When it comes to art fairs, there’s always a delicate balance—more so in Southeast Asia, it seems—between fostering creative talent from below and stoking commerce juices from above. The trick is to hit that magic combination: an art fair that has global buzz and local grit.
For this year’s Art Jakarta, which ran from Nov.17 to 19 at JIEXPO Kemayoran, the attention was on cementing the fair’s return after a long pandemic with stronger corporate presence.
Fair director Tom Tandio lauded the expansive 10,000 sqm. space spread across two larger exhibit halls of JIEXPO, offering a more logical flow than the Jakarta Convention Centre.
“The move to this larger space allows us to engage with bigger installation works and more collaborations,” he said in his opening remarks on Nov. 17. “We believe this year’s edition could exceed visitors’ expectations. Also, more foreign collectors are coming since it is the fourth quarter of the year, a more fortuitous season compared to our previous schedule during a summer month.” The fair was originally planned for Oct. 4.
Showcasing 68 galleries—up from 62 last year, with 40 from Indonesia and the rest from Malaysia, Singapore, Thailand, the Philippines, Vietnam, Taiwan, South Korea, China, Japan, Russia, and Australia—the increase may seem modest, but to Tandio, it’s just the right fit. “For Indonesia, I think a good size is 70 galleries. Beyond that, it only makes the fair look bigger, but it isn’t good for everyone. It depends on the market. Can the market accept it? Can the market buy enough to be satisfied?”
This time, the three main partners—all finance-related—were global wealth management leader and art patron Julius Baer; regional banking institution and arts supporter UOB Indonesia; and digital investment application Bibit, which brought in Indonesian artist Syagini Ratna Wulan’s installation Memory Mirror Palace from Venice Biennale 2019 to exhibit before local crowds.
I asked Tandio if Indonesian art could exist at this big a stage without corporate sponsorships. “Of course, artists can always produce artwork, but sometimes being shown in a place like an art fair—which we know is the most expensive place—these corporations really do help.” He noted that prime space in two JIExpo Halls was devoted to corporate-developed projects—not just product placement. “If you look at all our partners, almost zero of them do like a product booth; all of them are art projects. Even Mini Cooper and Julius Baer sponsored new art projects.”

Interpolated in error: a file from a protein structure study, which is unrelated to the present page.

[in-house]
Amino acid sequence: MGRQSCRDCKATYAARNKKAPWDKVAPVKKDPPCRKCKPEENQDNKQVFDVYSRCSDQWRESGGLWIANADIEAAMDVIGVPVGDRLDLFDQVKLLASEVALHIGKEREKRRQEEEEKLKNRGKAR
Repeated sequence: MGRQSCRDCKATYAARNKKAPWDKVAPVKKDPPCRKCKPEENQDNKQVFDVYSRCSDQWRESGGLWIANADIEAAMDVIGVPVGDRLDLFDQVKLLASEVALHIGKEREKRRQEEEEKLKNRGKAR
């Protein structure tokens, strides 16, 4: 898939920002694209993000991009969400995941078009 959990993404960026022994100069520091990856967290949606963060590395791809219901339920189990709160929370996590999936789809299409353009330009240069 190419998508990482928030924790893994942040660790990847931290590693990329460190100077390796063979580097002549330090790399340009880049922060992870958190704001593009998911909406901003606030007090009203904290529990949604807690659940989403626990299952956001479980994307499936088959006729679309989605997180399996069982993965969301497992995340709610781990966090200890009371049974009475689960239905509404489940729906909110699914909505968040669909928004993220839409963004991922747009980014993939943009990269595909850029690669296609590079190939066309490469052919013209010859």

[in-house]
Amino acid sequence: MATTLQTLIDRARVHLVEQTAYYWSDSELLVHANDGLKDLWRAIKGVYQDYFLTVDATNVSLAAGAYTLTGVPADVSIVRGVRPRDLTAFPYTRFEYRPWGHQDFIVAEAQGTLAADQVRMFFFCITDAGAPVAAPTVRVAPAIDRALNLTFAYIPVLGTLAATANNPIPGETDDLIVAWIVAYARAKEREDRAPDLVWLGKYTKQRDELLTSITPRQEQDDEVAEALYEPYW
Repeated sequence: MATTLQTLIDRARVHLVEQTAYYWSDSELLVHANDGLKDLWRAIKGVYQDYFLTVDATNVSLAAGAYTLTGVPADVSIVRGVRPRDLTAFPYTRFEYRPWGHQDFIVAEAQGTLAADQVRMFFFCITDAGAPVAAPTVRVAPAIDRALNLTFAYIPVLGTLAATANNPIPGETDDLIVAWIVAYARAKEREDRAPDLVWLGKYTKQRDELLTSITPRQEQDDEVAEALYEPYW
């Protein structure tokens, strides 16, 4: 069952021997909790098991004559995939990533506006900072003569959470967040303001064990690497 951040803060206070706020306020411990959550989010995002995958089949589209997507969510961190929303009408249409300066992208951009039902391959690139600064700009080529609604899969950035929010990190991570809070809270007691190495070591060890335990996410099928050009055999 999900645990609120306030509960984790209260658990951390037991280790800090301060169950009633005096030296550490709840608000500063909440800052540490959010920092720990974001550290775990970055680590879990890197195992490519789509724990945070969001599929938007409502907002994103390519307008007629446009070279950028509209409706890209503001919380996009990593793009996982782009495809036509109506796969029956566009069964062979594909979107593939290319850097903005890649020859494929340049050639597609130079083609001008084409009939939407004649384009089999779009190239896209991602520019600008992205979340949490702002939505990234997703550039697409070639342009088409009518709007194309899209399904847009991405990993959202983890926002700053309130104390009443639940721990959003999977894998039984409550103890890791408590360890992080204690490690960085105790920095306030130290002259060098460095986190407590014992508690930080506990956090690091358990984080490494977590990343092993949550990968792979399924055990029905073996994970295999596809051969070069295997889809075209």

Amid art gallery booths both cutting-edge and pop-oriented, there was Julius Baer exhibiting winners of the Julius Baer Next Generation Art Prize in Asia 2023, presented in a special area: the Julius Baer VIP Lounge (with Johnnie Walker sips for VIPS).
There was gold-trading app Treasury, holding a champagne launch of its 2023 Art Prize winner Eldwin Pradipta’s video work, Is This ‘Art Work’ in the Room with Us Right Now?, examining the source of the gold standard (long story: starts with King Croesus) and once again questions the existential “value” of a soft metal that, nonetheless, remains highly sought in most circles.
There was the special BMW section devoted to a Jeff Koons souped-up pop art model; and a grass-laden Mini Cooper (designed by Indonesian artist Syaiful Garibaldi) that speaks of the harmony of nature, camouflage, and a sort of herbaceous luxury.
All these VIP-servicing tweaks do not detract from a bigger focus: allowing a series of special exhibits to hold center stage within each of the JIExpo Halls.
The UOB Art Space exhibited 25 new artworks from Southeast Asia UOB Painting of the Year competition from Indonesia, Singapore, Malaysia, Thailand, and Vietnam. Balinese artist Ni Nyoman Sani won first prize with her abstract work Tranquility, embedded with tiny dead corral fragments arranged in undulating patterns; it will eventually be displayed at UOB headquarters.
Meanwhile, local music and sports event giant Superlive exhibited three electric guitars (Supermusic-Superstar) splashed with prize-winning art designs, a testament to artists rising up from adversity.
AJX presented Vice Versa, a book/art project initiated by Indra Leonardi, who photographed 78 Indonesian artists, and then had them further artify the images. The final portraits are doubly striking.